Minimize Current Fronts

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Current fronts become visible on SAR images through several mechanisms:

  1. The current shear at the boundary between the water masses having different velocities modulates the Bragg waves due to wave-current interaction
  2. The two water masses often have different temperatures which results in a smaller wind stress on the colder side where the boundary layer above the sea surface is more stable. Consequently the water surface is less rough on the colder side than on the warmer side of the front.
  3. Under a uniform wind field the velocity of the air relative to the water surface is different on both sides of the current front which also gives rise to different wind stresses at both sides of the front
  4. Material floating on the sea surface often accumulates at the front. This can, e.g., be biogenic surface films or sea grass, which also modifies the sea surface roughness.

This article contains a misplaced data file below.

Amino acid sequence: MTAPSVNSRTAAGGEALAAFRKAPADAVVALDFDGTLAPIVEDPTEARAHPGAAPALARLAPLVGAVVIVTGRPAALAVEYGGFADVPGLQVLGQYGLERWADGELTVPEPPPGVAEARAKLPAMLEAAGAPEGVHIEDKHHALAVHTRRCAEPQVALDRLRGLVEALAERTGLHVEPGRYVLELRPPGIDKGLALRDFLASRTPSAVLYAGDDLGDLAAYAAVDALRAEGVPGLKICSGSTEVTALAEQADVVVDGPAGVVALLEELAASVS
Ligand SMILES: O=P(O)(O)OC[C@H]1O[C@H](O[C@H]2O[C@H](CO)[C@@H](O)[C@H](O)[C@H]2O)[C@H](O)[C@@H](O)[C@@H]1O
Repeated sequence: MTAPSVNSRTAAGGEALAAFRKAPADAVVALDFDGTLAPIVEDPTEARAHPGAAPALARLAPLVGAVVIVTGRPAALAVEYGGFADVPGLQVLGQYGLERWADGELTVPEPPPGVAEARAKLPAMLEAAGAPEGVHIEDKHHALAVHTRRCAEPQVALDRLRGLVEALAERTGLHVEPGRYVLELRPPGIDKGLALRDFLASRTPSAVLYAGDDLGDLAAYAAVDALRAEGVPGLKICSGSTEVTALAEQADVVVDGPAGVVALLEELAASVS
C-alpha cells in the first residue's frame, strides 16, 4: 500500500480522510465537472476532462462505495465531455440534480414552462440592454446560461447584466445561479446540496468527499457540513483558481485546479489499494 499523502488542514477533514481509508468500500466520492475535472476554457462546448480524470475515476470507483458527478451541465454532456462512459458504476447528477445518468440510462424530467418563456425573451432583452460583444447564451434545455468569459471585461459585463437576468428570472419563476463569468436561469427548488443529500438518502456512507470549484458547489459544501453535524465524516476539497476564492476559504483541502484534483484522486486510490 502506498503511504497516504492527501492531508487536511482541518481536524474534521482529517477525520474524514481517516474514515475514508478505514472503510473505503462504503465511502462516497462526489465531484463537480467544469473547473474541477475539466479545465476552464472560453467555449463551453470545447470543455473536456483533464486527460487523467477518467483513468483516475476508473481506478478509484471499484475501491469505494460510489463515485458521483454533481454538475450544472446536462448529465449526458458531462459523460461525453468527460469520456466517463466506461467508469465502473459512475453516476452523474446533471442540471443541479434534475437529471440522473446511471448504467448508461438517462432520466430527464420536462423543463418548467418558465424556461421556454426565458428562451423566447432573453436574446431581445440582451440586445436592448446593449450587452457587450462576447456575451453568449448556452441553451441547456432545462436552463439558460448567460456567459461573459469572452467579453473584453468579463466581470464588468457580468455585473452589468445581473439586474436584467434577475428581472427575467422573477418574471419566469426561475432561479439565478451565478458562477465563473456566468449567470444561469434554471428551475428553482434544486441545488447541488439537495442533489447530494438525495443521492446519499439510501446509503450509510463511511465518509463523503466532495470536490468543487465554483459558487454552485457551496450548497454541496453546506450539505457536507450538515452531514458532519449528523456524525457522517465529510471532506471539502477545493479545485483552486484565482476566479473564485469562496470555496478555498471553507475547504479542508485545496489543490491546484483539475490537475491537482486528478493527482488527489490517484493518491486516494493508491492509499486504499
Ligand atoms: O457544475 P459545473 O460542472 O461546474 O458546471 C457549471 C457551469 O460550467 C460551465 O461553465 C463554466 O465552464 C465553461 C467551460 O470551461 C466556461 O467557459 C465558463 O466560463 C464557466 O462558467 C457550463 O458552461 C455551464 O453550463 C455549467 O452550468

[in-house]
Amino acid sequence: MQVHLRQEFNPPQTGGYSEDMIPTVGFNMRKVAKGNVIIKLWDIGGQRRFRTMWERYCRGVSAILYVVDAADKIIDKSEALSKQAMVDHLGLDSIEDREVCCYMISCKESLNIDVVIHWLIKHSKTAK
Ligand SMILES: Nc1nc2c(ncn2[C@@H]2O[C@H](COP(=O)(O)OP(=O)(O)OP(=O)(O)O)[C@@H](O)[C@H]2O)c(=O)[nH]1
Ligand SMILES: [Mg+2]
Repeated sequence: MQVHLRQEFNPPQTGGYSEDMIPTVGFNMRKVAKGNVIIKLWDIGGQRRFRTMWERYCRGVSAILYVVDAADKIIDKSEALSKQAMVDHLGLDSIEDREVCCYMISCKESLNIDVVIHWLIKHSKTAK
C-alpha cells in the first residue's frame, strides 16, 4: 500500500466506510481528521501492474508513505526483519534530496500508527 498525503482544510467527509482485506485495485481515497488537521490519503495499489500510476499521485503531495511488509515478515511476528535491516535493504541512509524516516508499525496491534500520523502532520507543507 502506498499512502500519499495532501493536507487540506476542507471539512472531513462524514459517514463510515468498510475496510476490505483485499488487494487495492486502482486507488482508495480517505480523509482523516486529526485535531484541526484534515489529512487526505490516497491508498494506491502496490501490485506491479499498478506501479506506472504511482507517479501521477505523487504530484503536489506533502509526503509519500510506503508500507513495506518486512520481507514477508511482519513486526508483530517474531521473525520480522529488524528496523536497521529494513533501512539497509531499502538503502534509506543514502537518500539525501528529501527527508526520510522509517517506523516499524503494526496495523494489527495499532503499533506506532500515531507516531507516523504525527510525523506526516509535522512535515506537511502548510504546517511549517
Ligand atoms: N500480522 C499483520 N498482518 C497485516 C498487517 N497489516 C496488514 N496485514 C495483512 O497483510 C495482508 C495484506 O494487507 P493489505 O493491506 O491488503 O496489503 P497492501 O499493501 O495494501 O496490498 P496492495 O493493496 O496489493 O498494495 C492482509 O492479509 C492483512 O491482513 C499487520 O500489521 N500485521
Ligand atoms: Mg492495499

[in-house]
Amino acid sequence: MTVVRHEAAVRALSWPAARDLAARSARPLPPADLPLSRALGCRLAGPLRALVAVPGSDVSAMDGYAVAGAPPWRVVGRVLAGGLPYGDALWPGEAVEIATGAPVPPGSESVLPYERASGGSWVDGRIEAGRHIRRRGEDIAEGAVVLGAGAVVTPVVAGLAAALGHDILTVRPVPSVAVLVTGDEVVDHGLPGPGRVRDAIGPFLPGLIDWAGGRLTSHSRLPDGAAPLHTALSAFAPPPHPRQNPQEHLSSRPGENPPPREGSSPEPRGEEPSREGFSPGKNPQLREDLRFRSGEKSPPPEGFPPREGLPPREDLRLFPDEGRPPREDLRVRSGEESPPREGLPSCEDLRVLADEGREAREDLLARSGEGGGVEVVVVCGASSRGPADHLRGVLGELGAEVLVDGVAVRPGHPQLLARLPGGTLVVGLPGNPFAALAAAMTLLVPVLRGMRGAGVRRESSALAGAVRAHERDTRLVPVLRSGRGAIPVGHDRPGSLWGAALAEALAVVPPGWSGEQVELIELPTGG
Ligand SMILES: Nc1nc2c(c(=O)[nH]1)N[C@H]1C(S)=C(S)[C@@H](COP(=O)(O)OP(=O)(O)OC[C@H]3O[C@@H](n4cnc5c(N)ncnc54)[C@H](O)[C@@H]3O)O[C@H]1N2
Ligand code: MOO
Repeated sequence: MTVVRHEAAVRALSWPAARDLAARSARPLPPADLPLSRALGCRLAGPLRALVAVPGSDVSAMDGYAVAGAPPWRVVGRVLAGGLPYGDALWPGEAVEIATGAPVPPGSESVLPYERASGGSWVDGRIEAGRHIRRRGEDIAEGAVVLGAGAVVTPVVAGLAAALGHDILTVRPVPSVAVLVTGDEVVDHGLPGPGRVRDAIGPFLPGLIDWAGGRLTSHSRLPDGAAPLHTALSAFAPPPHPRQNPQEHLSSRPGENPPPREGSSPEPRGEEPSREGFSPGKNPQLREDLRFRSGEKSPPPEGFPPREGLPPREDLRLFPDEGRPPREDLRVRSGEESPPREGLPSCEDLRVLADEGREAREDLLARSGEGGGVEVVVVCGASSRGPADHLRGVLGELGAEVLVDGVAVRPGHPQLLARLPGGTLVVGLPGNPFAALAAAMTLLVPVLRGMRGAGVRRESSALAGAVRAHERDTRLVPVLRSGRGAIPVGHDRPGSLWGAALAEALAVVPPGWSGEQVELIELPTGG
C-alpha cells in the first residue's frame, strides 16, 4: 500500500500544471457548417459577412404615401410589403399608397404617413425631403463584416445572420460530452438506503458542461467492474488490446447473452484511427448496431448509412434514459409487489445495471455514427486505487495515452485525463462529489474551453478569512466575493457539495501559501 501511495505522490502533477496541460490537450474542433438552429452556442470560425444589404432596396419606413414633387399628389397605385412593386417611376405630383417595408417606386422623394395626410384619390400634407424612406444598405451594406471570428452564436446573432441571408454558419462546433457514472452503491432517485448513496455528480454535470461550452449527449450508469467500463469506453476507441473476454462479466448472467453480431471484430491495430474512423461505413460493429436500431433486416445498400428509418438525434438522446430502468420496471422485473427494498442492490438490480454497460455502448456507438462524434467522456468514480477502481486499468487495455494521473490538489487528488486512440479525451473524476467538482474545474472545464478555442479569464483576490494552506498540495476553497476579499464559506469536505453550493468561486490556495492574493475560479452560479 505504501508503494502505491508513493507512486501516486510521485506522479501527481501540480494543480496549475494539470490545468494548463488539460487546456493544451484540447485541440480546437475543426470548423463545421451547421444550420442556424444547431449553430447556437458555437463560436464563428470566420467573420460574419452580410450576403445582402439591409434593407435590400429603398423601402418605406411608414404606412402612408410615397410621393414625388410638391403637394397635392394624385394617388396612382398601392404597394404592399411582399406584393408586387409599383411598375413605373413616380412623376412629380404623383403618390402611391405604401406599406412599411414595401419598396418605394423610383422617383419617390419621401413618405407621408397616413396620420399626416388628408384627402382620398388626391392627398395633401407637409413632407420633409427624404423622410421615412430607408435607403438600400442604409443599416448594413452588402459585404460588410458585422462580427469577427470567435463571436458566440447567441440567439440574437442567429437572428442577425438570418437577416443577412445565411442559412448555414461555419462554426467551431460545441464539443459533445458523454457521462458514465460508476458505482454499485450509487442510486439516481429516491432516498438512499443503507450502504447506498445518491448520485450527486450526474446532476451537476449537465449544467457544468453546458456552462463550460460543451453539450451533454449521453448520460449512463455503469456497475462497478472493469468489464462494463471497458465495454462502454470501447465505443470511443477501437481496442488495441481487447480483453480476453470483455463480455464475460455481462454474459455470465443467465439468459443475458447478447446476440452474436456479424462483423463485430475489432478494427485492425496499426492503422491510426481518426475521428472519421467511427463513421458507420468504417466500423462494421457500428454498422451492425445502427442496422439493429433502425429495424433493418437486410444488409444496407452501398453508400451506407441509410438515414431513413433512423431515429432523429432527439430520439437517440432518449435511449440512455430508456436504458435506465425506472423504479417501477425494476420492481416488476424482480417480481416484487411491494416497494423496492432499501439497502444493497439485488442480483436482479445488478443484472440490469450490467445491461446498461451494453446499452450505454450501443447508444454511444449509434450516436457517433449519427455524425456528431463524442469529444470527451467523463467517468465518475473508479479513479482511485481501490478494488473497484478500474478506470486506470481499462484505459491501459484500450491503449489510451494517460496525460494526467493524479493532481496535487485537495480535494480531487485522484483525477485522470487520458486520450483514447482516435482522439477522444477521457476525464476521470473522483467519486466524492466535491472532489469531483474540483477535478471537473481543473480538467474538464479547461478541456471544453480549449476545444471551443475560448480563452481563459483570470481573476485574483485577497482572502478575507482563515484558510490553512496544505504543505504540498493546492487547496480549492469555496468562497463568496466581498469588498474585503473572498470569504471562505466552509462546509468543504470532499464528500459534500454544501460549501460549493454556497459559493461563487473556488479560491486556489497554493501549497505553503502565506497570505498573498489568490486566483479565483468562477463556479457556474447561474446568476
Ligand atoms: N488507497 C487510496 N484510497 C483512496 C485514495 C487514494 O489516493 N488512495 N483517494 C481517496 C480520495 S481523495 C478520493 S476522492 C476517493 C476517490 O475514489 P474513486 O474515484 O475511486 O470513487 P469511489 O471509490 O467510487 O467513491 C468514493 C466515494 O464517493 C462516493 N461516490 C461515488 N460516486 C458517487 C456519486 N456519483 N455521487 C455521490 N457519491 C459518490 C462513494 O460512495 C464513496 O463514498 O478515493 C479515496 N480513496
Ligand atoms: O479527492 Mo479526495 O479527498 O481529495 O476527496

Australia Australia

Latitude: 32° 10' N - Longitude: 153° 02' E

SAR strip of three ERS-1 SAR frames acquired over the coastal waters at the east coast of Australia. The East-Australian Current, which is the western boundary current of the South Pacific, is clearly visible as a broad bright band.

Noteworthy are the V-shaped features visible in the northern section of this image. Their origin is unknown to us.
Orbit Frame(s) Satellite Date Time Location
08019 4239-4257-4275 ERS-1 26-Jun-1993 23:43

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  • Church, J.A. & Craig, P.D., Australia's shelf seas: Diversity and complexity (30,W-S). In: The Sea, 11, edited by A.R. Robinson and K.H. Brink, John Wiley & Sons, Inc., Chapter 33, 933-964 (1998).
  • Nilsson, C.S. & Tildesley, P.C., Imaging of oceanic fronts by ERS 1 synthetic aperture radar. J. Geophys. Res., 100, No. C1, 953-967 (1995).
  • Nilsson, C.S. & Cresswell, G.R., The formation and evolution of East Australian Current warm-core eddies. In: Progress in Oceanography. Vol. 9. (M.V. Angel and J. O'Brien, editors). Pergamon Press, Oxford, Frankfurt, pp. 133-183 (1982).